In a program that seemed thematically focused on the call to fulfill one’s duty, Vice President Mike Pence‘s keynote speech did precisely that.
“People that have sacrificed time and time again for our freedom and the freedom of others … as if the whole struggle was theirs alone, as if any weakness on their part would be a reflection of the whole nation—that’s called duty,” said Crenshaw, a wounded combat veteran who paid tribute to front-line heroes of all kinds in his speech.
Pence capped off the evening’s celebration of heroism, fittingly, at at Baltimore’s Fort McHenry, the birthplace of America’s national anthem, which itself has now become a symbol under attack like many others.
With an audience full of Medal of Honor and Purple Heart recipients, a Gold Star mother and other wounded warriors, the setting itself offered a stark contrast with the almost profane, soulless rendering of the “Star Spangled Banner” performed remotely via telecast by The Chicks (formerly the Dixie Chicks) during last week’s DNC.
It likewise seemed a shot across the bow for the athletes, led by America-bashing former NFL quarterback Colin Kaepernick and others, who have relentlessly sought to bring controversial anthem-kneeling protests into the mainstream. He defended police that have been targets of those athletes’ demonstrations, following high-profile incidents in shootings of black suspects who resisted arrest, like George Floyd and Jacob Blake.
Pence argued that Democratic leaders are allowing lawlessness to prevail from coast to coast. He and others described cities wracked by violence.
“The American people know we don’t have to choose between supporting law enforcement and standing with African American neighbors to improve the quality of life in our cities and towns,” he said.
He assailed Democratic presidential nominee Joe Biden for saying there is an “implicit bias” against people of color and “systemic racism” in the U.S.
“The hard truth is … you won’t be safe in Joe Biden’s America,” Pence said. “Let me be clear: The violence must stop — whether in Minneapolis, Portland or Kenosha.”
Pence’s biggest job was to recast the Trump administration in a different light from that which the radical Left and its media allies have portrayed as dangerous, unstable and autocratic—as well as an “existential” threat to the nation.
“I’ve seen him when the cameras are off,” said the vice president.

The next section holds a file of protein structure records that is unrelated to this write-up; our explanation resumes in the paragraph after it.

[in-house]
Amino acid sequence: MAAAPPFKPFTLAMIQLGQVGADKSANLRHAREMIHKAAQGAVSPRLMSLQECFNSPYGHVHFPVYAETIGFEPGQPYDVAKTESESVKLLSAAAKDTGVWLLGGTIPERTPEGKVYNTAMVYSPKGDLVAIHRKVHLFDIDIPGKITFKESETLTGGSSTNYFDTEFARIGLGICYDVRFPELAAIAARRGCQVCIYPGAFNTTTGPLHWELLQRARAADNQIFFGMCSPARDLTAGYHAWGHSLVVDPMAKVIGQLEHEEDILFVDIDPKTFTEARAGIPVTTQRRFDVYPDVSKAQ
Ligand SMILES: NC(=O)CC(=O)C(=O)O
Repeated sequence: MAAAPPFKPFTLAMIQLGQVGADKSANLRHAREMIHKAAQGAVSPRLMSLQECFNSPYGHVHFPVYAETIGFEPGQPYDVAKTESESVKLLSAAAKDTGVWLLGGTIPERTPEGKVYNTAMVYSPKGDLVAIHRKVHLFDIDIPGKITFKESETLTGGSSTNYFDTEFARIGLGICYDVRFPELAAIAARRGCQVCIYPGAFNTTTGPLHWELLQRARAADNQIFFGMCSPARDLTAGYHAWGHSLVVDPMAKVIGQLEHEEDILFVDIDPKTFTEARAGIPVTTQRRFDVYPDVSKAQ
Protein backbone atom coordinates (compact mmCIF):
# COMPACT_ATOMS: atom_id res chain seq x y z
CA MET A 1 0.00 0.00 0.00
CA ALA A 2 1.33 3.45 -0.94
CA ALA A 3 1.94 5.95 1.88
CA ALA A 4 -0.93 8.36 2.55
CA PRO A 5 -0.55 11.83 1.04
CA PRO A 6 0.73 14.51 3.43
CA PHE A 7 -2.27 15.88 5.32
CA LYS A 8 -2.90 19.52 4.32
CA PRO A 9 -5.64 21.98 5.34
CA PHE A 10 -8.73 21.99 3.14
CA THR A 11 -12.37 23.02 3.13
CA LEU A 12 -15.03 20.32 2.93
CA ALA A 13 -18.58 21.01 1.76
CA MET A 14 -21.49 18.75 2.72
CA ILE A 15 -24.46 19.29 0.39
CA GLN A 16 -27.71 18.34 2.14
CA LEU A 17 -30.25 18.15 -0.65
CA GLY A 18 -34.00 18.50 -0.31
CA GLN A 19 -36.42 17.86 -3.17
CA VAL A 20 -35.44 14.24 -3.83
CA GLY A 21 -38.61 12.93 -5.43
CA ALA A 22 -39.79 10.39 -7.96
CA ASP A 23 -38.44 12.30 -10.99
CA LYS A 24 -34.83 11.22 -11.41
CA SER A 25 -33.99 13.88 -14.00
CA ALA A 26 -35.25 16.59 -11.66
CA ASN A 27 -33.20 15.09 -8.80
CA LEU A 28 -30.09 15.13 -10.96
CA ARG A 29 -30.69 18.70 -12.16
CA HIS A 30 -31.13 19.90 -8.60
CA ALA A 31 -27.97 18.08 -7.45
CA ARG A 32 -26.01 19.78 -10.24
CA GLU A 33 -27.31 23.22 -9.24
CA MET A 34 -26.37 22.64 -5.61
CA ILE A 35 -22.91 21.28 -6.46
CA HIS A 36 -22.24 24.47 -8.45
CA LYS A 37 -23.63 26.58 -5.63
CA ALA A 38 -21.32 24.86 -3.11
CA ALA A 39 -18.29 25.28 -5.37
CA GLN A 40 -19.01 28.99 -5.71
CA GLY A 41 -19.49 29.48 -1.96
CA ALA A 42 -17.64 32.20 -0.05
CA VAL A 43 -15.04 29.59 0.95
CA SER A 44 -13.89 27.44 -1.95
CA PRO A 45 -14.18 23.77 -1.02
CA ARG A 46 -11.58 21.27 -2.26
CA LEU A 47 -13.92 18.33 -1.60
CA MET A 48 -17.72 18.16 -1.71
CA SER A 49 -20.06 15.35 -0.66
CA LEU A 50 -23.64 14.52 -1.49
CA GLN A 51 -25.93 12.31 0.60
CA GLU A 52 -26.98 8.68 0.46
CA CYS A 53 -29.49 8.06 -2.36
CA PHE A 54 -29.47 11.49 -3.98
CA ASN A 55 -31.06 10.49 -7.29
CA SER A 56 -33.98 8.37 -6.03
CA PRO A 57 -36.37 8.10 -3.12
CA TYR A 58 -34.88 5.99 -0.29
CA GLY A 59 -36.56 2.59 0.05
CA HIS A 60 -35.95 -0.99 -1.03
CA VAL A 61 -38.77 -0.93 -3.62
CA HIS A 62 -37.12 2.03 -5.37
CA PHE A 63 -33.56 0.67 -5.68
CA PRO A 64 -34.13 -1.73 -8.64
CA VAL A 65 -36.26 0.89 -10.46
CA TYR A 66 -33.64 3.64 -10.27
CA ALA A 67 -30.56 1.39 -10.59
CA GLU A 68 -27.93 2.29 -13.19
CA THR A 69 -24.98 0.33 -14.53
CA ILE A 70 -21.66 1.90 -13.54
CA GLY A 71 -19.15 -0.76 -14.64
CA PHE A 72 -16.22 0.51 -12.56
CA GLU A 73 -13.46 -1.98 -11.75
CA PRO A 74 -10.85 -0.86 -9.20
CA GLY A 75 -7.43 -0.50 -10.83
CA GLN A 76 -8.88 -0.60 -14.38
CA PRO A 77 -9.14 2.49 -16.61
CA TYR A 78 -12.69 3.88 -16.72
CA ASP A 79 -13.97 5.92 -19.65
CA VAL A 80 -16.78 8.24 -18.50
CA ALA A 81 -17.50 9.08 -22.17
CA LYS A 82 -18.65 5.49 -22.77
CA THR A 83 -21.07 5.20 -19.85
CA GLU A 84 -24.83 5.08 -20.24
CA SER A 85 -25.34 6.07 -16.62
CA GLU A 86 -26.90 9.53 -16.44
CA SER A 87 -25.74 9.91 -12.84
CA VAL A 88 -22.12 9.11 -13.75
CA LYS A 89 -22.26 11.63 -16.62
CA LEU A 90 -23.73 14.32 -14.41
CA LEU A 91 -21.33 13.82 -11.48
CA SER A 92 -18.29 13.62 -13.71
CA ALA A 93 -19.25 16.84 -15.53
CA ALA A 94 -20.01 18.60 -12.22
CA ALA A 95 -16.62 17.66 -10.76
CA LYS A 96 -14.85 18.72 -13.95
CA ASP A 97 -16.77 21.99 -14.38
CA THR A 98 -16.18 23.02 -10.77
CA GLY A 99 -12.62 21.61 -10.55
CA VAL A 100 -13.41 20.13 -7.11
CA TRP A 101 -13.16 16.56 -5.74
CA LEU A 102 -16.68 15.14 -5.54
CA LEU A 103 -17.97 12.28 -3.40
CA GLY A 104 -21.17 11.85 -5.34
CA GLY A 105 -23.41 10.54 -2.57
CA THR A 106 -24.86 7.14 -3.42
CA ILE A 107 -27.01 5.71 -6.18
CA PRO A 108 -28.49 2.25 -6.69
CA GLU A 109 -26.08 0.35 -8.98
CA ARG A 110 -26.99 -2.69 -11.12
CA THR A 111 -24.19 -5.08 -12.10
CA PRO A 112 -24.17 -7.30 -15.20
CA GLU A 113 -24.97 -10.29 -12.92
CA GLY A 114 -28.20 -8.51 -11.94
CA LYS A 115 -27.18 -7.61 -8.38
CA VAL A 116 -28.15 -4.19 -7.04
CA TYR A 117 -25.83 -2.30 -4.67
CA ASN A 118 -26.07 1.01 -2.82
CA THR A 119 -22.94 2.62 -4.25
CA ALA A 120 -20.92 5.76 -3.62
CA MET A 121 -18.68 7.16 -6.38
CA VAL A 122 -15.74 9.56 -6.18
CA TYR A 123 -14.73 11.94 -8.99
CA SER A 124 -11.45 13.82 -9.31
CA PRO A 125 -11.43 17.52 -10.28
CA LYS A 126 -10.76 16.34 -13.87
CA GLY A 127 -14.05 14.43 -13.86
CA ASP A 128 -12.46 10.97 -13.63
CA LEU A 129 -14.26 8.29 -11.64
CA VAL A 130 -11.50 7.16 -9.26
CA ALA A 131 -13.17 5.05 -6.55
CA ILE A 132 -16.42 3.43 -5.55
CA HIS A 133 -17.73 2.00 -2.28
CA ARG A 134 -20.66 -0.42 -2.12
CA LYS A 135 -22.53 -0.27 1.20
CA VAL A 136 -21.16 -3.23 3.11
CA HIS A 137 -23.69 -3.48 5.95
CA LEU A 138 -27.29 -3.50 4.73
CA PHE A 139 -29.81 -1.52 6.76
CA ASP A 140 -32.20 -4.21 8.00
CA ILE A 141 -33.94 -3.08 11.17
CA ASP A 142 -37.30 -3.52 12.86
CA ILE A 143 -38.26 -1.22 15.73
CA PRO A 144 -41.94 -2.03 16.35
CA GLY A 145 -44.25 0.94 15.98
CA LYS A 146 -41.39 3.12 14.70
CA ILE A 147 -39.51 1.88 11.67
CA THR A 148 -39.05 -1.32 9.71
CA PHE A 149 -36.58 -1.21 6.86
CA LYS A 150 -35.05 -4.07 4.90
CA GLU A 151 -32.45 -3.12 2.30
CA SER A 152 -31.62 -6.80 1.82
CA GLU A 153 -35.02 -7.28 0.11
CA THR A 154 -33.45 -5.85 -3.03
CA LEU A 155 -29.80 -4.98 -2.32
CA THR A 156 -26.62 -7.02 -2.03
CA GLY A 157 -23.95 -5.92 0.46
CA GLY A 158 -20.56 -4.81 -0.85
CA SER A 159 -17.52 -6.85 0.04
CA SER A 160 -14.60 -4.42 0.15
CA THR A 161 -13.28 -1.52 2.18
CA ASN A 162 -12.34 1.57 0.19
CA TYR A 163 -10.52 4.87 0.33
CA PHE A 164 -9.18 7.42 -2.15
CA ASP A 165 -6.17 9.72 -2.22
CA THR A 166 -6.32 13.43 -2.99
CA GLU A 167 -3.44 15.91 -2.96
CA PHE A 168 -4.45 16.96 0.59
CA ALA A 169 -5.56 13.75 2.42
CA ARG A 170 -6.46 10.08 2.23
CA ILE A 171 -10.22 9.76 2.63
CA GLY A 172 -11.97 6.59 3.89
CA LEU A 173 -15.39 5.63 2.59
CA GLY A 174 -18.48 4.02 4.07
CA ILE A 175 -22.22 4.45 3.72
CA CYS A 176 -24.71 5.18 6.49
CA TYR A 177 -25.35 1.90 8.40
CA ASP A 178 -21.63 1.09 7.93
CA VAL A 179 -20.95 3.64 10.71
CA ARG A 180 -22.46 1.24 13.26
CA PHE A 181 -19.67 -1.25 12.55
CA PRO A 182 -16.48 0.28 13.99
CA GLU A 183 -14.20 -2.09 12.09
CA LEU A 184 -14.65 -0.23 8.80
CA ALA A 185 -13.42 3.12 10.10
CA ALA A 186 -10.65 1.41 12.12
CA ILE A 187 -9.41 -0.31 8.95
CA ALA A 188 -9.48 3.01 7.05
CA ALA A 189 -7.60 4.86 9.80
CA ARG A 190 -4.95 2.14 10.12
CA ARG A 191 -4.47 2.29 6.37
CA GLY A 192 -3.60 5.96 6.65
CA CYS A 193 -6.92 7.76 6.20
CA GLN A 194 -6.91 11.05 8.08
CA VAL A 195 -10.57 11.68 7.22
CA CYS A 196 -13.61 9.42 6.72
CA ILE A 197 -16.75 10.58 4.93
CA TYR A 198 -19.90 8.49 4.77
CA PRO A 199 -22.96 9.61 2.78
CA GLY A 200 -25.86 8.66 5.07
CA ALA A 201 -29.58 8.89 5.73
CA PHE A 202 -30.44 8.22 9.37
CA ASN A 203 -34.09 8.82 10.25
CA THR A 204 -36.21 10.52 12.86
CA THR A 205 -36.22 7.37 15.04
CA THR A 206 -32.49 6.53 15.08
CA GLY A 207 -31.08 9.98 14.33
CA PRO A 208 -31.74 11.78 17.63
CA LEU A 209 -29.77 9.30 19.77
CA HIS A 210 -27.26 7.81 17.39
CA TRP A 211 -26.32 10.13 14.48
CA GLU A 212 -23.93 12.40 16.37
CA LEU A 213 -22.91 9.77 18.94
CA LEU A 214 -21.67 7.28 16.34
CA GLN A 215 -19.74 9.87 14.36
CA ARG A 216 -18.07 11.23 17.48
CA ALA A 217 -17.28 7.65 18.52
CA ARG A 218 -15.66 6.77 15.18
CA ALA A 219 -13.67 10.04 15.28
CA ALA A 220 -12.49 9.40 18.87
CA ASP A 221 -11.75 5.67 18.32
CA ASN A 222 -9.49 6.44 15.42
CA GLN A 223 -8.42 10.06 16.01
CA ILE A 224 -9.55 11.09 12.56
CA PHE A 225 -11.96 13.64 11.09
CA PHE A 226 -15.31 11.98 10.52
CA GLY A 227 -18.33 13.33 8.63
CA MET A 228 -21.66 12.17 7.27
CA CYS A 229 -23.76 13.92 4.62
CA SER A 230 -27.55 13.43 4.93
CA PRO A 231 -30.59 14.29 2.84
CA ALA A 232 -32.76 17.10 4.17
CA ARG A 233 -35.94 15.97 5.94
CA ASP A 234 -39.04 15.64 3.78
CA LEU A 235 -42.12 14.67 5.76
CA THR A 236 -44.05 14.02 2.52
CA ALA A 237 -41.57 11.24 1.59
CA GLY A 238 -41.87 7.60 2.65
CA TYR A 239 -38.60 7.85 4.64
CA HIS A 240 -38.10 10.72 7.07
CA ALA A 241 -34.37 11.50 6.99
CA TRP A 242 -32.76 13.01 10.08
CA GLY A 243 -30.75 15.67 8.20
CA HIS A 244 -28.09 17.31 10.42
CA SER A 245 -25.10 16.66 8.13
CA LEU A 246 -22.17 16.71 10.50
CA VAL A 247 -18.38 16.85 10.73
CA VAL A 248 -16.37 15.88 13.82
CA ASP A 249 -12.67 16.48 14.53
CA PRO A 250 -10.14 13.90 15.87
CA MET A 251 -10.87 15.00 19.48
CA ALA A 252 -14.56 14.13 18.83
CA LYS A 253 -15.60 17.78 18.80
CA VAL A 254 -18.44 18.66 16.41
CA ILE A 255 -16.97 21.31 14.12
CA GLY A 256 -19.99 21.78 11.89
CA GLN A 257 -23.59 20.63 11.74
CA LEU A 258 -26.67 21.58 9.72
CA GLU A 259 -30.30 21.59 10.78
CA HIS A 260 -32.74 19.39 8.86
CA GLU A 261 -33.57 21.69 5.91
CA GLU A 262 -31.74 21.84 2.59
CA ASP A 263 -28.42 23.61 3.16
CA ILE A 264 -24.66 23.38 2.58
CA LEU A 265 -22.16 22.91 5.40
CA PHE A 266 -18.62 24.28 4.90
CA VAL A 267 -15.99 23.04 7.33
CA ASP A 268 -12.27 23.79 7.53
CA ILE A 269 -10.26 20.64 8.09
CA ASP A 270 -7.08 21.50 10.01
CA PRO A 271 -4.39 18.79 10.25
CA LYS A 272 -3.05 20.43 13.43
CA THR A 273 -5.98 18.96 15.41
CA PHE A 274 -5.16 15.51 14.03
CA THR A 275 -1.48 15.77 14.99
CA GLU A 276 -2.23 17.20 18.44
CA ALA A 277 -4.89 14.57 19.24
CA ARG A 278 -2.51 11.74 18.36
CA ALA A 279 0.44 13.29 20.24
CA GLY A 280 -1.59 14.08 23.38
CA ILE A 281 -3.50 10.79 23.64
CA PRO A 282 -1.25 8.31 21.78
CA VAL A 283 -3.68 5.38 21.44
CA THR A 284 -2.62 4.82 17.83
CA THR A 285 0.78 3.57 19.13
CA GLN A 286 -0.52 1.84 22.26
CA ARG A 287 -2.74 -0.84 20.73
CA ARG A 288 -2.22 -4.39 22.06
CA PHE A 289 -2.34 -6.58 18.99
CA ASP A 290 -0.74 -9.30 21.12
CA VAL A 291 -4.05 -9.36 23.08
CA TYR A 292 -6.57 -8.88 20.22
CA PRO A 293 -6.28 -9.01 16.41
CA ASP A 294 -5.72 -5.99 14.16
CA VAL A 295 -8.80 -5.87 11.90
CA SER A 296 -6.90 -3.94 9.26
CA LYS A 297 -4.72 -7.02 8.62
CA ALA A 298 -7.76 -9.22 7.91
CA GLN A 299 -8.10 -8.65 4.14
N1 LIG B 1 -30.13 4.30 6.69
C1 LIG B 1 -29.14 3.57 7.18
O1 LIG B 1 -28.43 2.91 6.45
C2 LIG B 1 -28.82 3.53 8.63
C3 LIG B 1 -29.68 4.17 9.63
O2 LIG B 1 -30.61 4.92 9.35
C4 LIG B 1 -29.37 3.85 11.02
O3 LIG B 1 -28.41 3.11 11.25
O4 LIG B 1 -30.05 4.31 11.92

“Americans see President Trump in lots of different ways, but there’s no doubt how President Trump sees America,” he continued. “… If you want a president who falls silent when our heritage is demeaned or insulted, he’s not your man.”
Tasked with showing the empathy, faith and traditional-conservative roots of the Republican Party—qualities that President Donald Trump has frequently been targeted for—Pence’s roughly 35 minute speech did all that and more.
He offered a lightly self-deprecative nod to the reality-TV-like drama that his boss brought to the office, in contrast with his own mild-mannered, grounded approach to governing.
“We came by very different routes to this partnership—and some people think we’re a bit different—but I’ve learned a few things watching him,” Pence said.
“Not much gets past him, and when he has an opinion he’s liable to share it,” he joked. “He’s certainly kept things interesting, but more importantly, President Trump has kept his word to the American people. In a city known for talkers, President Trump is a doer.”
Pence also reiterated some of the administration’s key achievements, took some of the toughest swipes yet at the convention against the rival Biden campaign and instilled a message of national unity.
Pence shredded the Biden record, particularly on international policy, noting that his predecessor as vice president had even opposed the mission that took out Osama bin Laden.
Quoting a former Obama administration official, Pence said, “Joe Biden has been wrong on every major foreign policy and national security issue over the past four decades.”
He further hammered at Biden’s cynicism in projecting a fearful vision of darkness during his acceptance speech at last week’s Democratic convention.
Reluctant both to celebrate American heroism and condemn the recent riots that have devastated many of its great cities, Biden threw a wet blanket on hopes of an impending recovery from the coronavirus pandemic.
“Last week Joe Biden said that no miracle is coming,” recalled Pence, known for his deep faith and piety. “What Joe doesn’t seem to understand is that America is a nation of miracles.”
Pence, meanwhile, sought to restore hope—in the face of deep lingering doubts—that America’s prized sense of identity and greatness, like its flag during the siege on Baltimore harbor that inspired the “Star Spangled Banner,” would persevere.
“We’re going through a time of testing, but if you look through the fog of these challenging times, you will see our flag is still there today,” he said. “That Star Spangled Banner still waves over the land of the free and the home of the brave.”
Associated Press contributed to this report.